heat!) as Christmas music blared from the speakers and a snow machine perched atop a pick-up truck created an early July “Winter Wonderland”.
The IHWC buzz had begun! Even more importantly, the fun, creativity and outrageousness that birthed the Club’s first float, would continue to remain an integral part of the IHWC culture. The Club continued to gradually build membership through securing $100 membership deposits. These deposits helped fund the Club’s early stage marketing efforts. While the discussions and presentations continued with the Village regarding land, the Steering Committee was also busy optimizing what amenities the Club should have and what the building should look like.
Mike Wentz-- a Committee member by night and architect by day, spent literally hundreds of pro bono hours creating renderings, floor plans and scale models. Members then provided feedback through a series of Open House meetings. Through this process, the IHWC became a Club that was collaboratively designed by the members for the members.
While the design of the Club was coming along nicely, the membership drive was stalled at about 200 families. It was becoming clear that nailing down the location for the Club was going to be critical in order to give the project credibility. After running into some initial opposition from Village Council regarding leasing land in the Grand Valley to the IHWC, a new Council led by Mayor Tom Rink and Vice Mayor Eppa Rixey embraced the idea. They strongly believed that the IHWC would be an excellent addition to the Community. They were also impressed by the list of 200 families who had already signed on as “members”. Within six months, in the late fall of 2004, the Club finally had the land it needed to kick its membership efforts into overdrive.
Once land was secured, the membership began to build quickly. Soon there were over three hundred families who had sent in their $100 membership deposits. However, now the real work was starting. It was time to finalize the design of the building and secure bank funding. In addition, everything needed to happen quickly if the Club was to be able to break ground by April 2005 so it could be ready to open by winter of ‘05.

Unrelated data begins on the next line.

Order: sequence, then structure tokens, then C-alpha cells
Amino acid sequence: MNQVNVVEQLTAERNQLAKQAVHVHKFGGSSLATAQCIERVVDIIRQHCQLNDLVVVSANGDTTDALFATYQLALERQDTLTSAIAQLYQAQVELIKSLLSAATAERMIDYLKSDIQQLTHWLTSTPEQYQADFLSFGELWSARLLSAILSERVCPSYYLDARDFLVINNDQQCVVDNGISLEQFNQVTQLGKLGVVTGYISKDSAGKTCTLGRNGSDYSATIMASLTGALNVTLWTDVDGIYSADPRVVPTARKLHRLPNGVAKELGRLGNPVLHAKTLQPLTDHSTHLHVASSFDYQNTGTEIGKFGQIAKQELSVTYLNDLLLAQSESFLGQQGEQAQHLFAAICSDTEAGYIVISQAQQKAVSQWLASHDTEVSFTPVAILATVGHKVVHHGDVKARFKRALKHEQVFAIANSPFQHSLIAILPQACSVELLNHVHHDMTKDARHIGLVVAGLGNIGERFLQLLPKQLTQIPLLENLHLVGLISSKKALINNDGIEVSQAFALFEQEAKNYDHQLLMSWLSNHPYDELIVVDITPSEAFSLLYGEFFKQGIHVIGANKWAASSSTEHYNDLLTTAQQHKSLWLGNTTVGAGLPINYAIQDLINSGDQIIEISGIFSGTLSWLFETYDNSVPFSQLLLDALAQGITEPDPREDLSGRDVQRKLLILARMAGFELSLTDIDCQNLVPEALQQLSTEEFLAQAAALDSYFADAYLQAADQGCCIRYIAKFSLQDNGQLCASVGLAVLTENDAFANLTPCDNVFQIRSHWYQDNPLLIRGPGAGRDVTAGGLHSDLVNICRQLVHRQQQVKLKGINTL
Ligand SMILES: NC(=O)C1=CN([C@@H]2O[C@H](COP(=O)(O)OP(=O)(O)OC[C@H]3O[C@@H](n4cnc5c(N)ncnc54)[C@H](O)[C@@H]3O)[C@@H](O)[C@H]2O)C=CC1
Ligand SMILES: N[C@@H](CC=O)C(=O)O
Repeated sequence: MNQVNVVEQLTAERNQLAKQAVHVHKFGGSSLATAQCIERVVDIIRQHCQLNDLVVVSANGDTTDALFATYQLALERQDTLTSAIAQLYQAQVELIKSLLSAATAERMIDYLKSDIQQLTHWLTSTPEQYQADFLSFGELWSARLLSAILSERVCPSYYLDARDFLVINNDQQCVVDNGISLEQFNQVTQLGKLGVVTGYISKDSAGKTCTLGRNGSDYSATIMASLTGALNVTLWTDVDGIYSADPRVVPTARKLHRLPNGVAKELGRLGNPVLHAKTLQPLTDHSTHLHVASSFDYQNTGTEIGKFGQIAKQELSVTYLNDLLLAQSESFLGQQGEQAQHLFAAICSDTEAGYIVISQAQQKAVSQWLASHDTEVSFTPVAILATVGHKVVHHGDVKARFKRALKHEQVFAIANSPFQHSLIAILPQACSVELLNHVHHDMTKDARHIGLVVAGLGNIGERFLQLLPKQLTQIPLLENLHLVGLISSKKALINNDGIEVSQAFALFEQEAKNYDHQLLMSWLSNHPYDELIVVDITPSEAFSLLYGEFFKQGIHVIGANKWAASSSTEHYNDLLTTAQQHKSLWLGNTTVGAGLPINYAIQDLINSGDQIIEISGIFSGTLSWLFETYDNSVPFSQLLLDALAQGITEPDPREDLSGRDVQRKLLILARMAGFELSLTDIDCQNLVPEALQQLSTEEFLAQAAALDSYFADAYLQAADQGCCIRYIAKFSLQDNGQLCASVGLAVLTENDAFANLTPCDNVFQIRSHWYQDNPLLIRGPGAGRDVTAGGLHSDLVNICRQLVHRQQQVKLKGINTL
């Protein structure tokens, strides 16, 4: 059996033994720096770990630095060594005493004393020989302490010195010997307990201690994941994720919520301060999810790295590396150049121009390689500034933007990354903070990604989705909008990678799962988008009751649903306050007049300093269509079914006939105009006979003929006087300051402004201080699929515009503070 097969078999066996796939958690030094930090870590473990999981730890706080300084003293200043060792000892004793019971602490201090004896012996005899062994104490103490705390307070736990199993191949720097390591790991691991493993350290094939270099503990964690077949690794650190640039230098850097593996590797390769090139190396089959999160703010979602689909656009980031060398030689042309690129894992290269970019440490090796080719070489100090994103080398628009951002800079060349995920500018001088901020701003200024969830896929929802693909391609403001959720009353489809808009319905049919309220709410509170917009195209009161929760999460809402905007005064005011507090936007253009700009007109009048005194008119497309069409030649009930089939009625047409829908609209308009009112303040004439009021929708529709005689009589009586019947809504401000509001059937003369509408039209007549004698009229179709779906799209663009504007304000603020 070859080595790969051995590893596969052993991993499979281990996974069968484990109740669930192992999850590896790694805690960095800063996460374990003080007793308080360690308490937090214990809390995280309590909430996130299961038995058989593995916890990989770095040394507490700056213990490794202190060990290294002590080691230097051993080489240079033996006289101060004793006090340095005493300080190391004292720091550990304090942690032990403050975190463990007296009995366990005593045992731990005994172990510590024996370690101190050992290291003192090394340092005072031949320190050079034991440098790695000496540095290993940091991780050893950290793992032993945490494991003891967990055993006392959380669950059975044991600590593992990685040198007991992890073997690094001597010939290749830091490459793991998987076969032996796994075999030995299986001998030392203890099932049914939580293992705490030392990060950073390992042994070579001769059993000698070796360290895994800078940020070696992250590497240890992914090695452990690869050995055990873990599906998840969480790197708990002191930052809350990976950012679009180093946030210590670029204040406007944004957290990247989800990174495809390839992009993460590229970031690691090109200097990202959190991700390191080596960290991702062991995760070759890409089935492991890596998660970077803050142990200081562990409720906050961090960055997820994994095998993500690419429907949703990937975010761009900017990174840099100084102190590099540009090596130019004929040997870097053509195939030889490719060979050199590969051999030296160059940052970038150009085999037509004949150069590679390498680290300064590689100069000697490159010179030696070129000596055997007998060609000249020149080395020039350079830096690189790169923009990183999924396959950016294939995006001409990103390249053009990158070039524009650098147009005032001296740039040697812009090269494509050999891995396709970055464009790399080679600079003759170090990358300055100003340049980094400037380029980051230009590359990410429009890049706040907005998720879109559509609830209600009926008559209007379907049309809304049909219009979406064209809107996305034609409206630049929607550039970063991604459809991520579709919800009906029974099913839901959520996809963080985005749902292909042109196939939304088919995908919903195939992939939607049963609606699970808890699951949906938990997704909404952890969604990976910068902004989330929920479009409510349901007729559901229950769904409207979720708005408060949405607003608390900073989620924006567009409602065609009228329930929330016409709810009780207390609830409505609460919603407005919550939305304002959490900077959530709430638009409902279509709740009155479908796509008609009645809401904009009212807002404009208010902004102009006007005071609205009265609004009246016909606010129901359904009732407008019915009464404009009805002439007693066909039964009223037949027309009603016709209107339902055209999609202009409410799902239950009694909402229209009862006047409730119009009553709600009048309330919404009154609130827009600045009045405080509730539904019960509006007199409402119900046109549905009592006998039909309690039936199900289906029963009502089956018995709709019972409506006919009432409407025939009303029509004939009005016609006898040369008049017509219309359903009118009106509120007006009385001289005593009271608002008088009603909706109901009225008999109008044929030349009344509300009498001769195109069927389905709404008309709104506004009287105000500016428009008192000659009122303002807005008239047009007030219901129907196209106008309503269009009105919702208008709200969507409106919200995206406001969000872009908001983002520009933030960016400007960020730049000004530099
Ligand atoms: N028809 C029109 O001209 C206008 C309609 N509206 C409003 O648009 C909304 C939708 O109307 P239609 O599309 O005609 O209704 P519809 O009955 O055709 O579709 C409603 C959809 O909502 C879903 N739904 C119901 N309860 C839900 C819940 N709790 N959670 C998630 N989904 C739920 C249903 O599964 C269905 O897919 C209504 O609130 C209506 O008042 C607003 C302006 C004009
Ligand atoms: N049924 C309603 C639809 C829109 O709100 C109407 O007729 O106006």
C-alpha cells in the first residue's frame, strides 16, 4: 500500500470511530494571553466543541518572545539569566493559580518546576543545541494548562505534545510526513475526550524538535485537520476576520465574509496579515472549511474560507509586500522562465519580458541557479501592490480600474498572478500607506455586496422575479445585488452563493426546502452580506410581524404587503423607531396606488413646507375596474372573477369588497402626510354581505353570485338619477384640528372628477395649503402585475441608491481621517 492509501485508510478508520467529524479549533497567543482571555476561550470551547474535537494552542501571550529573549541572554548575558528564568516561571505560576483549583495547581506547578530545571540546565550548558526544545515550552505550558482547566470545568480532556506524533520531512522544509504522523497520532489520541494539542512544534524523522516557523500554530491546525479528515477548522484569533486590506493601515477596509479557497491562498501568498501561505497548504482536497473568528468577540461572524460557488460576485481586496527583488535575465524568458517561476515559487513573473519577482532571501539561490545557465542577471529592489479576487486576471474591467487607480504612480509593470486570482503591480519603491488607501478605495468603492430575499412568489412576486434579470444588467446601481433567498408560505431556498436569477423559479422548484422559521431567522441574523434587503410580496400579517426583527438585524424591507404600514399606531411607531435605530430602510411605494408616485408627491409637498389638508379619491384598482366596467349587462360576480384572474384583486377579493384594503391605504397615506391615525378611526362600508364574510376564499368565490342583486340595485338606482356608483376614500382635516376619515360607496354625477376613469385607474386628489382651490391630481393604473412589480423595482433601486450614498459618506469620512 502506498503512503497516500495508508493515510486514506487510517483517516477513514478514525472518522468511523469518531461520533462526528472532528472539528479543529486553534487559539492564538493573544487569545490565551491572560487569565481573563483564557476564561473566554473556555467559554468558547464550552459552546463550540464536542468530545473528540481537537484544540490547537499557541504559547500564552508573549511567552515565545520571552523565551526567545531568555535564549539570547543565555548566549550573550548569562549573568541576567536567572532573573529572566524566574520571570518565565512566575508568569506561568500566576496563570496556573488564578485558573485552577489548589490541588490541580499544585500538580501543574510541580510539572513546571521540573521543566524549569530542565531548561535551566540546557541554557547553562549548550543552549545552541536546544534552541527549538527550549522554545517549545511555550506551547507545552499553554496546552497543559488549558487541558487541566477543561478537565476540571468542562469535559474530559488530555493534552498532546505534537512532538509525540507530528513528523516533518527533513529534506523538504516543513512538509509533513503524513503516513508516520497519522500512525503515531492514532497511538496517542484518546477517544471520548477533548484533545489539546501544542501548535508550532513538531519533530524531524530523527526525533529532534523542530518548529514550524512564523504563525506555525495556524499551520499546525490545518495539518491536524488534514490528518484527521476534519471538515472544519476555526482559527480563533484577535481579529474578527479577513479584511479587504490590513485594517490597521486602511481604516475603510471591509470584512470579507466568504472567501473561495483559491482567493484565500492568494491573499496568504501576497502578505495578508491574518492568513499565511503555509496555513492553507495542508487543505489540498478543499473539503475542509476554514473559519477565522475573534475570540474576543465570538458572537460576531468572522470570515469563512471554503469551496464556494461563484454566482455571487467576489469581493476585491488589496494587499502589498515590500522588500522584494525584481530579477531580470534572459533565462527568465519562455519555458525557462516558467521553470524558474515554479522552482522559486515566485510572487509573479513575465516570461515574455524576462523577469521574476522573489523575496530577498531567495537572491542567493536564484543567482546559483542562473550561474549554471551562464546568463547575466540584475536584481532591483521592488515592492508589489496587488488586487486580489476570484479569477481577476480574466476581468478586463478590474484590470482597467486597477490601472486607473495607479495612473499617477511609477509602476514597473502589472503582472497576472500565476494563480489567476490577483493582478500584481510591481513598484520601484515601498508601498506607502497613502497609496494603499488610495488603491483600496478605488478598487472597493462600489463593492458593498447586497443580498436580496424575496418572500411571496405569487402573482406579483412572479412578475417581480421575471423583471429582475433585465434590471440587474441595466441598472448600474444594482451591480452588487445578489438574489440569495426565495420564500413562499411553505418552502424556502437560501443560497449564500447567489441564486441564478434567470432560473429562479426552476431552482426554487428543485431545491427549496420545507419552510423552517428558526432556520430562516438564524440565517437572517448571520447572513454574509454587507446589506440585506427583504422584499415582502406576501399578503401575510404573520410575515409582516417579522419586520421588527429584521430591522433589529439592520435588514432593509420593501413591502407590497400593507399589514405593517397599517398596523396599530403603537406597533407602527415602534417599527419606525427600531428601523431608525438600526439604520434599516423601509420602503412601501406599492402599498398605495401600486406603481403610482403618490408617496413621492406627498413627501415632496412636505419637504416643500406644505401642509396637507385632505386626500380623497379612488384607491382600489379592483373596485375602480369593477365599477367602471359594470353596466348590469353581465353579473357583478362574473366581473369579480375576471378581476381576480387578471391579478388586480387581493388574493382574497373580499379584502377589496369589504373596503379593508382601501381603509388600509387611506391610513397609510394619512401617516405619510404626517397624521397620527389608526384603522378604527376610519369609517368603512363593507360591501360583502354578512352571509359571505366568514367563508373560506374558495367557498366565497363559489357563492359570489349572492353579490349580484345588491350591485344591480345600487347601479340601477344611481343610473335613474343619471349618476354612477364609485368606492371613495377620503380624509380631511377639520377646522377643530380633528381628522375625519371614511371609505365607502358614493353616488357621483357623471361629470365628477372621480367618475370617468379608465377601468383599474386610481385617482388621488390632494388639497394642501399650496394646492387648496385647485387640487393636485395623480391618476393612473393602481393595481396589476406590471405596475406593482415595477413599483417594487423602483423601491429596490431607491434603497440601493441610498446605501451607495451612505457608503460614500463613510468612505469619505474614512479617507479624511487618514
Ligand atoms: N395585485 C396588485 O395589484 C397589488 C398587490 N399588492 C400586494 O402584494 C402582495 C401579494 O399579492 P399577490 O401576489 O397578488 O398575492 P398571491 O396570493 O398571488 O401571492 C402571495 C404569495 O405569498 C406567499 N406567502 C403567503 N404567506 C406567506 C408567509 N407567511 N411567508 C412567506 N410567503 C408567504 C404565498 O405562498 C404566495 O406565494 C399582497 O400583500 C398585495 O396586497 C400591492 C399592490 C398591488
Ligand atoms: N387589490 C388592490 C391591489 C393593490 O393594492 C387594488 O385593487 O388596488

After pitching its plan to about 7-8 prospective lenders, National City and its commercial lending chief Rick Wirthlin came forward with a proposal that seemed workable. Specifically, National City agreed to provide the club with a $2.5 million loan without personal guarantees provided: 1) the Club could raise $500,000 in donations; and 2) the club could secure 275 of its target 350 membership target by July 2005—the date for its ground breaking.
This created a tall challenge. Getting a $100 check from a prospective member was one thing. However, securing a $2,000 check was something completely different. It was clear that these “sales” would need to be made on a one on one basis—no easy task given 300 pitches needed to be made. To accomplish the task, the Club recruited a team of 25 members and organized them into four teams who were headed by four team captains: (Dan) Meyer’s Bruins; (Pete) Fovel’s Red Wings; (Bruce) Ferguson’s Maple Leafs and (Mike) Collette’s Rangers. Each team was given a list of members and a quota. Specifically, they were asked to close 90% of the members on their list. The winning team would be awarded the prestigious Corona Cup at a (now infamous) awards ceremony that was held at the Little Miami Boat Club. To make a long story short, after 3-4 months of hard work, occasional trash/smack talking, and hilarious updates provided by Corona Cup scribe Gary Hudson, the 90% goal was collectively achieved. Of note, the Corona Club (with the winning team member’s names inscribed) sits on a shelf to this day behind the bar in the Club Room.
The task of closing was certainly made easier by the spectacular full color renderings created by one of our architects Bruce Robinson. Bruce was introduced to the Club by Marje Kiley, an Indian Hill resident and sports club design guru. Working together with Marje, Bruce’s talented team of artists and “imagineers” brought the Colorado ski lodge environment we were looking to create to life. While this new vision also increased the cost of the Club through the addition of a mezzanine level (versus the original one story floor plan), the Steering Committee knew that the design was perfect and that it would virtually assure we would open the Club with a full membership.
In addition to the fine work the Corona Cup Closing Team did on delivering its 90% membership conversion quota, it also delivered on its goal of raising over $500,000 through member donations and sale of Lifetime Memberships. Donations were further augmented through a now legendary “Winterstock” fundraising party that was held later in the summer of 2005.